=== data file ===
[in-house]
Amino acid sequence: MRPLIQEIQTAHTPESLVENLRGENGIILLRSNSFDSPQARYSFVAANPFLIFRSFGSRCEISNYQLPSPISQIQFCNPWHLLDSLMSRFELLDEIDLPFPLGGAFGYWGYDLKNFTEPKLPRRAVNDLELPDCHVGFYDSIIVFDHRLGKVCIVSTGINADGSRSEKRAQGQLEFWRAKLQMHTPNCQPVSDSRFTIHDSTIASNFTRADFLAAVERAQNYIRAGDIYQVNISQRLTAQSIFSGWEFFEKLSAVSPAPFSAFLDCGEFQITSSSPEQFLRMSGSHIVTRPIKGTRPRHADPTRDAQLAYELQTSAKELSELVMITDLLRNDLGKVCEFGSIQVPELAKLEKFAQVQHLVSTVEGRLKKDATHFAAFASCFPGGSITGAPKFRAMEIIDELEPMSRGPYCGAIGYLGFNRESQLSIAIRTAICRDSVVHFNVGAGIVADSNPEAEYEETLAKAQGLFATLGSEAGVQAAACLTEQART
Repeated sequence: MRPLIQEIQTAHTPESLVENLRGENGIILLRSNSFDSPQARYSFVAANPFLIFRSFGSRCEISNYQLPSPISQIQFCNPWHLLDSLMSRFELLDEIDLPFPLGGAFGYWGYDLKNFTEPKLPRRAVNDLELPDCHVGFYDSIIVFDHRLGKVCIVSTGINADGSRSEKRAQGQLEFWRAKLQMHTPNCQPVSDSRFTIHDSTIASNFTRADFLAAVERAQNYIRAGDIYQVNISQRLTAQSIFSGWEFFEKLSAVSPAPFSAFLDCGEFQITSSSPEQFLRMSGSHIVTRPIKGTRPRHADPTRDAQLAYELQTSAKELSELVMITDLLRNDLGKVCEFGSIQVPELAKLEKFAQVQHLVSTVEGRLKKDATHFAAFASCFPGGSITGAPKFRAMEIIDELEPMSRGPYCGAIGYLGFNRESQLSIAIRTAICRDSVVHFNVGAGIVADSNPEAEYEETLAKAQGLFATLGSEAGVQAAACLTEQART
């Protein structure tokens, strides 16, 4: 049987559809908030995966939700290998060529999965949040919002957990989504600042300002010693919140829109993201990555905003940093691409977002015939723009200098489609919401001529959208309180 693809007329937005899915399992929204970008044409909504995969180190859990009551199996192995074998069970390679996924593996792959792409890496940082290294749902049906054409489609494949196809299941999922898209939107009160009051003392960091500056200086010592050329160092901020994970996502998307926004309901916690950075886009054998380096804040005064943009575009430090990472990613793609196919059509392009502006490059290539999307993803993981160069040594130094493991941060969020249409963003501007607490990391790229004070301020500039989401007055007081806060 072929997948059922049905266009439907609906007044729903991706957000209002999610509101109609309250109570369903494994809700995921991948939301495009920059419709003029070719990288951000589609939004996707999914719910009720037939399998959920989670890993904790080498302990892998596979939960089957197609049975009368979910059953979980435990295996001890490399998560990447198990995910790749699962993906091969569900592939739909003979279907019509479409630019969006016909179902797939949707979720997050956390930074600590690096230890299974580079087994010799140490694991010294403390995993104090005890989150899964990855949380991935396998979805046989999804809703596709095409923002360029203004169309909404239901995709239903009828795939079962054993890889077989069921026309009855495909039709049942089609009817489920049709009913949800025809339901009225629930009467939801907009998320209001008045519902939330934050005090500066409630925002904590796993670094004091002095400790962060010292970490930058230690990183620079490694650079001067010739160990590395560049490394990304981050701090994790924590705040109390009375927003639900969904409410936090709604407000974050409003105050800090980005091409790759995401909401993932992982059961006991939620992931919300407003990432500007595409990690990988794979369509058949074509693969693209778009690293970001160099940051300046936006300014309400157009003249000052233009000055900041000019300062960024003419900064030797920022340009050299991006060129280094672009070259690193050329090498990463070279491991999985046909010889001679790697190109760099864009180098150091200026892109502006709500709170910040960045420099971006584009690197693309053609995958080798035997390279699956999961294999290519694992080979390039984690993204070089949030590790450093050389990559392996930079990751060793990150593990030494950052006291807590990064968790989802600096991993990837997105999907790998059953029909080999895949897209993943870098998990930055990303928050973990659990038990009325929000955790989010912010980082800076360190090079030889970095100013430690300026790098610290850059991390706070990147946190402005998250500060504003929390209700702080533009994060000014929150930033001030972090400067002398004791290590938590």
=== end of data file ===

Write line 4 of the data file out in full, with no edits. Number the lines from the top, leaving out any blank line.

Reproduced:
């Protein structure tokens, strides 16, 4: 049987559809908030995966939700290998060529999965949040919002957990989504600042300002010693919140829109993201990555905003940093691409977002015939723009200098489609919401001529959208309180 693809007329937005899915399992929204970008044409909504995969180190859990009551199996192995074998069970390679996924593996792959792409890496940082290294749902049906054409489609494949196809299941999922898209939107009160009051003392960091500056200086010592050329160092901020994970996502998307926004309901916690950075886009054998380096804040005064943009575009430090990472990613793609196919059509392009502006490059290539999307993803993981160069040594130094493991941060969020249409963003501007607490990391790229004070301020500039989401007055007081806060 072929997948059922049905266009439907609906007044729903991706957000209002999610509101109609309250109570369903494994809700995921991948939301495009920059419709003029070719990288951000589609939004996707999914719910009720037939399998959920989670890993904790080498302990892998596979939960089957197609049975009368979910059953979980435990295996001890490399998560990447198990995910790749699962993906091969569900592939739909003979279907019509479409630019969006016909179902797939949707979720997050956390930074600590690096230890299974580079087994010799140490694991010294403390995993104090005890989150899964990855949380991935396998979805046989999804809703596709095409923002360029203004169309909404239901995709239903009828795939079962054993890889077989069921026309009855495909039709049942089609009817489920049709009913949800025809339901009225629930009467939801907009998320209001008045519902939330934050005090500066409630925002904590796993670094004091002095400790962060010292970490930058230690990183620079490694650079001067010739160990590395560049490394990304981050701090994790924590705040109390009375927003639900969904409410936090709604407000974050409003105050800090980005091409790759995401909401993932992982059961006991939620992931919300407003990432500007595409990690990988794979369509058949074509693969693209778009690293970001160099940051300046936006300014309400157009003249000052233009000055900041000019300062960024003419900064030797920022340009050299991006060129280094672009070259690193050329090498990463070279491991999985046909010889001679790697190109760099864009180098150091200026892109502006709500709170910040960045420099971006584009690197693309053609995958080798035997390279699956999961294999290519694992080979390039984690993204070089949030590790450093050389990559392996930079990751060793990150593990030494950052006291807590990064968790989802600096991993990837997105999907790998059953029909080999895949897209993943870098998990930055990303928050973990659990038990009325929000955790989010912010980082800076360190090079030889970095100013430690300026790098610290850059991390706070990147946190402005998250500060504003929390209700702080533009994060000014929150930033001030972090400067002398004791290590938590």